I want my blog to have a series about my dad’s tumour, because it is the main reason I started this blog. I want to start the series with the weeks before his diagnosis:
My father changed a lot as his tumour grew. He started saying weird things, using wrong words and getting angry with us, when we corrected him. He moved very slowly and it took him ages to eat. He forgot a lot of things, things, you just told him the other day or some minutes ago. Once he went to the supermarket to get some milk and returned with completely different and useless stuff. But he thought those were the things on his grocery list.
My father had also had diabetes (the type I, which is a genetic disorder), so he had to inject himself insulin. Once he didn’t use his syringe, but tried to use a bottle opener instead. Or he tried to use a handkerchief as a remote.
All of this sounds rather funny, but when you see your own father at the age of 51 behaving this odd you don’t feel like laughing.
Sometimes he looked at me with big round eyes like a puppy, which was kind of cute. I always hugged him then, but we all knew there was something wrong.
My mother told him he should go see a doctor, but he always said he’s alright and told the doctor everythings perfectly normal. Of course the doctor believed him.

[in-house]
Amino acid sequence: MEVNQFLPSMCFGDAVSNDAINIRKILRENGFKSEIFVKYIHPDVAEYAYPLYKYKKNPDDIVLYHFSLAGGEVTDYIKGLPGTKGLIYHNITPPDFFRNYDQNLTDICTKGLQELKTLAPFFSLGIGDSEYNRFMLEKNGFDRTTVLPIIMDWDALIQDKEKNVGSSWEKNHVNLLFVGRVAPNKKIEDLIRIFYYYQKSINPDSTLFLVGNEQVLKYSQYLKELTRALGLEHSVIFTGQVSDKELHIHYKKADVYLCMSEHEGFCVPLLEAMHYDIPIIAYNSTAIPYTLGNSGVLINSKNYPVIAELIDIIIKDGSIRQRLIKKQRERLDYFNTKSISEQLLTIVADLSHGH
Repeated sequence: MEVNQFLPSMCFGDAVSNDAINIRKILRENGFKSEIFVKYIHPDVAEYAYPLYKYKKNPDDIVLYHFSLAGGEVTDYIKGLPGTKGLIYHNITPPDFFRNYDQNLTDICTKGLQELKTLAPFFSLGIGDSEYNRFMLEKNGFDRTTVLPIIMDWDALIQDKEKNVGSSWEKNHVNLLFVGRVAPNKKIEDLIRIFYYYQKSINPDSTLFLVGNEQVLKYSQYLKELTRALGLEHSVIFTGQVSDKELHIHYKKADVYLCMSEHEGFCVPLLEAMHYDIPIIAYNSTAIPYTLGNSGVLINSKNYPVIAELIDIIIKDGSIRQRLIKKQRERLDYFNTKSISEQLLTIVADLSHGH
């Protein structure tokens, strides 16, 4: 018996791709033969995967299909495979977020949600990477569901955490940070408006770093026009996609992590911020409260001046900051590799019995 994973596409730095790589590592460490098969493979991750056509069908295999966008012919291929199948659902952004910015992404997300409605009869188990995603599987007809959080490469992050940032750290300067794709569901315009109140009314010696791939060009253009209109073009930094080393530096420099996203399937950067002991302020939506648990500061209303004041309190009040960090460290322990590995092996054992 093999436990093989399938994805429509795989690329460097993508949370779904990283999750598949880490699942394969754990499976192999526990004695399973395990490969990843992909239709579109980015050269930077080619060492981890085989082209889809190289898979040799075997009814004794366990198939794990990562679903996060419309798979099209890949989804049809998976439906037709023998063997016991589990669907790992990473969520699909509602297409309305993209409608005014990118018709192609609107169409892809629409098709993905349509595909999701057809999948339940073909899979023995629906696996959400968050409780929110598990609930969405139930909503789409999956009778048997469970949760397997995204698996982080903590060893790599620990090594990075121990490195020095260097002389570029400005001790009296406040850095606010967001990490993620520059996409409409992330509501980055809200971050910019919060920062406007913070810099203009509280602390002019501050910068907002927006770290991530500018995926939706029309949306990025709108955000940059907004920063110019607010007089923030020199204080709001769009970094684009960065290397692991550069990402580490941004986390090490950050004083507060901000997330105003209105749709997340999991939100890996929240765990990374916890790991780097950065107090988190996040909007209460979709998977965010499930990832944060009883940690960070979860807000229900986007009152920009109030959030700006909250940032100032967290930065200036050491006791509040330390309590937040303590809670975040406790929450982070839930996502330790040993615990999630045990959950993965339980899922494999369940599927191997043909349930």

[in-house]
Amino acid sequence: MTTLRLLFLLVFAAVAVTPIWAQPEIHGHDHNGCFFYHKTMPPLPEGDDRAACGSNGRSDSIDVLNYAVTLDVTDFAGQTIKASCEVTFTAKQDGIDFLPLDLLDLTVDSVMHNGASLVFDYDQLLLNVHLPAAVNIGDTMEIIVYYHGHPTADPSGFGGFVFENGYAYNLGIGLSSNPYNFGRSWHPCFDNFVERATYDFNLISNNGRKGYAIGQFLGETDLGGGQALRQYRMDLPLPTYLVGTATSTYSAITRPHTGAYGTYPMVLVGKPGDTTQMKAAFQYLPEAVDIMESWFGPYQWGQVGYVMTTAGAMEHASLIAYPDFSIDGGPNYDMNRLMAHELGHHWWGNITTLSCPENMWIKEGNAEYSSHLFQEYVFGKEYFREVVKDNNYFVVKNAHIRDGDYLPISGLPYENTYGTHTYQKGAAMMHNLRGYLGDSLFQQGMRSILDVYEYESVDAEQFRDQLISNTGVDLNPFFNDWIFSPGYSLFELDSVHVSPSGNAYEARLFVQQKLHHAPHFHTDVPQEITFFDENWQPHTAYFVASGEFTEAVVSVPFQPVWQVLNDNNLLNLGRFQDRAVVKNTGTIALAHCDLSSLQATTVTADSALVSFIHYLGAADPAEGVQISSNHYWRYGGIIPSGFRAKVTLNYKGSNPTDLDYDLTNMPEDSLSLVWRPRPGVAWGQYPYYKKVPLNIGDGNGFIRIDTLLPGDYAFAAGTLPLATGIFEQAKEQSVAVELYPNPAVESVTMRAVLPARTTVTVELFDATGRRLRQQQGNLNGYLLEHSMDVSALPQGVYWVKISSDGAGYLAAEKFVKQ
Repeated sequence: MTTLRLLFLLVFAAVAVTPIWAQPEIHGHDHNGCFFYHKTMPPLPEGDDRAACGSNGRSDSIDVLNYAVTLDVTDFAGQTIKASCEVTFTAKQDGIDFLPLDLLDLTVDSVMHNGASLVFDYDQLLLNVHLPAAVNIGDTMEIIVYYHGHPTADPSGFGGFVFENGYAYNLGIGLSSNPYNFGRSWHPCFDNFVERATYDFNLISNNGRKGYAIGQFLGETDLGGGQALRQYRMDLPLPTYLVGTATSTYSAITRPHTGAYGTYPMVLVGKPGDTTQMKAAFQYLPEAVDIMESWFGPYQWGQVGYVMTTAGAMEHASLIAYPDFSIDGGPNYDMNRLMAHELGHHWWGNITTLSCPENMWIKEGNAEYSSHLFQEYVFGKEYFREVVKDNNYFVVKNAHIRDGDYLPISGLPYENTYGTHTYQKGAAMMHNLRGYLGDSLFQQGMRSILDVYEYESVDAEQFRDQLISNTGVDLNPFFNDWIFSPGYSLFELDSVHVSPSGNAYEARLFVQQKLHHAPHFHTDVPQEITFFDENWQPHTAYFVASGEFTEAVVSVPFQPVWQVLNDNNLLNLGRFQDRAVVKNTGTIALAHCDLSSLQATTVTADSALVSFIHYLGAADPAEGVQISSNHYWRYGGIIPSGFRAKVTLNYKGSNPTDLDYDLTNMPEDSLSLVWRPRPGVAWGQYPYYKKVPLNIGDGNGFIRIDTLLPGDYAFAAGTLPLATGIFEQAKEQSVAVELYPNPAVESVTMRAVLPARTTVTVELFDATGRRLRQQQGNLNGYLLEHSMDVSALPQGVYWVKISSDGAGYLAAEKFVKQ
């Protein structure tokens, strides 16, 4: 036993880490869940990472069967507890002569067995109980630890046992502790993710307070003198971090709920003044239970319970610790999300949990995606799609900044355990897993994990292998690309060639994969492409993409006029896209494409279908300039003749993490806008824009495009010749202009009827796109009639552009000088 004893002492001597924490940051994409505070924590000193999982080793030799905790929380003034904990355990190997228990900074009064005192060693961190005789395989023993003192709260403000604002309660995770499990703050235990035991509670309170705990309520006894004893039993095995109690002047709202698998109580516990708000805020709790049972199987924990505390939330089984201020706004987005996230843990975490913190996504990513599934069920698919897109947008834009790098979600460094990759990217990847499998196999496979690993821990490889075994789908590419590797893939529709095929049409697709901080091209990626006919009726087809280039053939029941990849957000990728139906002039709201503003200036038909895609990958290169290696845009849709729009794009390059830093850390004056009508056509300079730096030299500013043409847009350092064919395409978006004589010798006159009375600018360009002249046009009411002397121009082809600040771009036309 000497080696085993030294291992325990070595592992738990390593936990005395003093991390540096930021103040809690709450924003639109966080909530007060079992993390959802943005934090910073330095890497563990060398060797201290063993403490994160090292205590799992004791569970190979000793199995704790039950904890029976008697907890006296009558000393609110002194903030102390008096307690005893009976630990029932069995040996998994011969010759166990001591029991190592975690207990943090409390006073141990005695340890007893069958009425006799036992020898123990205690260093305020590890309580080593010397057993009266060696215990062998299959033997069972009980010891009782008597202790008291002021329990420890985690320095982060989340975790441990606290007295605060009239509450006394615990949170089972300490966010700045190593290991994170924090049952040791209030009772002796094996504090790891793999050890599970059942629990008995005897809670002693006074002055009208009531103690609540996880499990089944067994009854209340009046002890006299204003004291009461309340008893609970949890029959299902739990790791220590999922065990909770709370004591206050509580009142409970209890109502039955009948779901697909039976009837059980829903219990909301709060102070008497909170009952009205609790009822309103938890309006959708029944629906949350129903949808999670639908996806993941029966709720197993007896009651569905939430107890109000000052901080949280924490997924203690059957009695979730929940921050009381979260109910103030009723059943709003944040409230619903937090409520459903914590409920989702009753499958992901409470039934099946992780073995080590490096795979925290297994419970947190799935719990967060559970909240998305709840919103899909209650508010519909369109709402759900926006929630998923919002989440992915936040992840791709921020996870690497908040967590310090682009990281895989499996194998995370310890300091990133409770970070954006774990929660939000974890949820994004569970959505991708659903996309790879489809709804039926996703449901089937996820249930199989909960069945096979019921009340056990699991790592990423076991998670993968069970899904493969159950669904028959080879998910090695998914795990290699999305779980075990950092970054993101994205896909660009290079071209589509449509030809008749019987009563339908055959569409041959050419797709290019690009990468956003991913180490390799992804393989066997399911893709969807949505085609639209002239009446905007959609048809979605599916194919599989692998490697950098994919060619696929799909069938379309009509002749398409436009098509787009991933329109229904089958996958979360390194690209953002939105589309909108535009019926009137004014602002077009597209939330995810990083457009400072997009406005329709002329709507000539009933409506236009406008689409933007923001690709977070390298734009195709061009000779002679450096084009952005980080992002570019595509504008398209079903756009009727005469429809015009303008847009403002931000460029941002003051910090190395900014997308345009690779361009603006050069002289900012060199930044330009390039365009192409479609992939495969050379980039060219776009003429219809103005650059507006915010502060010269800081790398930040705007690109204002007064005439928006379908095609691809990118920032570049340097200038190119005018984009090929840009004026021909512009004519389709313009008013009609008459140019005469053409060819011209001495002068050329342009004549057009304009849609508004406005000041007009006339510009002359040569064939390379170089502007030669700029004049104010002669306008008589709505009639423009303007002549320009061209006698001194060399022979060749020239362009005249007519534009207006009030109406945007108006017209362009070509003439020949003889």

We wanted to go away during the holidays with our trombone choir. Everything was already planned and payed, but suddenly it wasn’t sure if we could actually be able go there.
Then our uncle died, the husband of our father’s sister. He had had cancer and had become unbearable because of it. Only some weeks before his death he had kicked his wife and two kids out of the house, so they had to move to our grandparents. He didn’t even allow his kids to get their stuff out of their rooms. They were only 11 and 13 years old.
When he died my father wanted to write a condolence card for his sister. Careful as my mother was, she read it through and was shocked about what he had written. His sentence hadn’t made a lot of sense, he didn’t sound compassionate, but like a robot. She put it away before he could give it to her.
This settled it for her. She packed a bag at sunday evening and went to the emergency with him. It was the 19th May 2013.
I remember watching the Eurovision Song Contest with our family just the evening before. He had no memory at all of the ESC, neither the next day nor any days after.
Maybe some of you had to go through something similar like this. This is my experience with brain cancer so far (and I really hope it’ll be the only one).
Please feel free to leave a comment. If you have any questions, just ask them and I’ll answer ASAP!